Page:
Probe of fault lines near plant requested

GEOLOGICAL CONCERNS::Lawmakers want to know how far fault lines near the Fourth Nuclear Power Plant extend, as global practice requires a fault to be at least 8km away

By Camaron Kao  /  Staff reporter

Thu, Apr 18, 2013 - Page 13

The legislature’s Economics Committee yesterday passed resolutions asking the Ministry of Economic Affairs (MOEA) to investigate the geological condition of areas around the Fourth Nuclear Power Plant to ease public concern about the safety of the plant.

The resolution came after legislators criticized the Atomic Energy Council and Taiwan Power Co’s (Taipower, 台電) lack of action in carrying out new research after evidence emerged about fault lines near the site of the plant in Gongliao District (貢寮), New Taipei City (新北市).

“In 1997, National Central University found that the Yilan Fault (宜蘭斷層) extended north to within 10 kilometers of the plant’s site, but Taipower and the council still claim there is no new evidence” of fault lines, Democratic Progressive Party (DPP) Legislator Tien Chiu-chin (田秋堇) said.

Tien cited a report by the Ministry of Transportation and Communications that six fault lines were found running northeast to the Hsuehshan Tunnel (雪山隧道), which is 16km from the plant.

She said further research was necessary to ascertain how far these fault lines extend.

There are also three to four active faults close to the plant, and no research is being conducted about them, National Taiwan University professor Chen Wen-shan (陳文山) said.

MOEA officials agreed to conduct more geological studies near the plant, but said they could not guarantee the research could be completed before the government holds a planned referendum on continuing work on the plant.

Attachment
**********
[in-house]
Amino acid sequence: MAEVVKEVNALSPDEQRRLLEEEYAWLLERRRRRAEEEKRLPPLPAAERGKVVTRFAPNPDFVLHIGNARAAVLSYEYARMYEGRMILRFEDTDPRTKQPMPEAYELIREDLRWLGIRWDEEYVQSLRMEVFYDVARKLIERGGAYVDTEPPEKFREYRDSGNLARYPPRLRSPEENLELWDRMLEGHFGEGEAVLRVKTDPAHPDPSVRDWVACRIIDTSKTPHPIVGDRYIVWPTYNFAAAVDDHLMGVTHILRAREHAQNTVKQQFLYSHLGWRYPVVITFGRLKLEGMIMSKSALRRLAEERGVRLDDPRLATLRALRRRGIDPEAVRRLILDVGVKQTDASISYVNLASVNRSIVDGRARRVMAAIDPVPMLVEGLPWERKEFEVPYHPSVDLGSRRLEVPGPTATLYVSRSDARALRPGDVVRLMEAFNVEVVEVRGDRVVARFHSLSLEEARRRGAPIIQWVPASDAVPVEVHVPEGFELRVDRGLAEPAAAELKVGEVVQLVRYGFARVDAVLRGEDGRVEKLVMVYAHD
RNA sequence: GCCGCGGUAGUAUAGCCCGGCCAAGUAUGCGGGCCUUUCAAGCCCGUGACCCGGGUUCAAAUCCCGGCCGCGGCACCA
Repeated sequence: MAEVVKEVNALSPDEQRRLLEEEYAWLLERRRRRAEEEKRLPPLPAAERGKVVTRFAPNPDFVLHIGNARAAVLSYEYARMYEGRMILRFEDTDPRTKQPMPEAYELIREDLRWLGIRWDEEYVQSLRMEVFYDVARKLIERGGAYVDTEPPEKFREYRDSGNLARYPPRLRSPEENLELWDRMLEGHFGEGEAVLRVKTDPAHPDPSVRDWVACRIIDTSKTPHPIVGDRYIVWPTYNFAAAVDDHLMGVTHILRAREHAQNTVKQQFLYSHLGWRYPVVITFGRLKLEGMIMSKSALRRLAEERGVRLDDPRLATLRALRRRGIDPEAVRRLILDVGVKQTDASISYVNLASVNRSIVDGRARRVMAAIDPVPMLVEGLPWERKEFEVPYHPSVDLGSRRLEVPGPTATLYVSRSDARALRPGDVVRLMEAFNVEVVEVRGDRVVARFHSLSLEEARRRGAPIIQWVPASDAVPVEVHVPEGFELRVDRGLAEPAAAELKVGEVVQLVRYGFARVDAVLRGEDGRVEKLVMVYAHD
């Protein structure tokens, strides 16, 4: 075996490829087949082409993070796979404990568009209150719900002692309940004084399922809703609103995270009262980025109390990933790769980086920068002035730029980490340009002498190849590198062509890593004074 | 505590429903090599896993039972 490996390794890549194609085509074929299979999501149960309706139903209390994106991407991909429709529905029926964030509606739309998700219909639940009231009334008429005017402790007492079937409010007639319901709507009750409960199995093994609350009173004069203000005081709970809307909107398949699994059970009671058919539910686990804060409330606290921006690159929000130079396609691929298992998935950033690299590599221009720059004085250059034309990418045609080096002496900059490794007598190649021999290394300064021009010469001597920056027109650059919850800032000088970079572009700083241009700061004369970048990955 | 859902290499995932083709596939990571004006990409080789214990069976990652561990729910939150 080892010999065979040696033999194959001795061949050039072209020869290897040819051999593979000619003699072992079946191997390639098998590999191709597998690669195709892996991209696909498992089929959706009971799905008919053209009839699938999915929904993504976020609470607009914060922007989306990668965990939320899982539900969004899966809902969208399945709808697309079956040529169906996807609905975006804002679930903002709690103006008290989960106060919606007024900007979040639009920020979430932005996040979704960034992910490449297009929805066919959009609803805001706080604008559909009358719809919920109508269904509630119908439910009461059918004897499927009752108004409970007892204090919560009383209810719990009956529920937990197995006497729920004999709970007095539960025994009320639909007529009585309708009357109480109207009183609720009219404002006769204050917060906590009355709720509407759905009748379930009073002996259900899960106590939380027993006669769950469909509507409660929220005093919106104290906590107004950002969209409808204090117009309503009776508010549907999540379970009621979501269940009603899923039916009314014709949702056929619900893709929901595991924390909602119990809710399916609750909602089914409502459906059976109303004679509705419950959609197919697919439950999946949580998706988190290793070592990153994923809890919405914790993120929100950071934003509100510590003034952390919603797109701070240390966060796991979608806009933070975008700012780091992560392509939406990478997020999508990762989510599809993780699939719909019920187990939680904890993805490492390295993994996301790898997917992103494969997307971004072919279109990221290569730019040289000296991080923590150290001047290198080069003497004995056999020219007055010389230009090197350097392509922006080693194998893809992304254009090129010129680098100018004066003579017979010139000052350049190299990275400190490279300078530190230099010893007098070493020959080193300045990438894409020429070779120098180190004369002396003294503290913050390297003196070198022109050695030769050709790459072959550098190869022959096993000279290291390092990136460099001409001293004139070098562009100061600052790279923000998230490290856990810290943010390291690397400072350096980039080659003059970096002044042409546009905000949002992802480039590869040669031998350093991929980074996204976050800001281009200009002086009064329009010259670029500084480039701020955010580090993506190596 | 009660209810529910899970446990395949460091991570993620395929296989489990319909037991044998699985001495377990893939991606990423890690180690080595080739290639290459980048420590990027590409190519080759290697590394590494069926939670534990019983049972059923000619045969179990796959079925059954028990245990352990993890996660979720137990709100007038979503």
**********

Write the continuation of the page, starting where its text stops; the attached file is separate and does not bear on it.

“We will do as the committee demands, but the schedule of the referendum will not be affected,” Minister of Economic Affairs Chang Chia-juch (張家祝) said on the sidelines of yesterday’s question-and-answer session at the legislature.

Taipower officials also agreed.

“It would take at least half a year to review existing reports, let alone conduct new studies, but we will do what we should do, regardless of the referendum’s result,” Taipower chairman Hwang Jung-chiou (黃重球) said.

Taipower also agreed to consider making its reports about the plant available to local geologists after criticism from academics.

“Access to information about the Fourth Nuclear Power Plant is limited, and I have only been able to read the reports because of DPP Legislator Lin Chia-lung (林佳龍),” said Lee Chao-shing (李昭興), a professor at National Taiwan Ocean University.

Lee said information in the reports about the plant was also problematic.

For instance, a report described the Fangjiao Fault (枋腳斷層), which runs under the plant, in terms of “low velocity layer” and “fracture zones,” Lee said.

International practice requires that a nuclear power plant not be built within 8km of a fault line, DPP Legislator Huang Wei-cher (黃偉哲) said.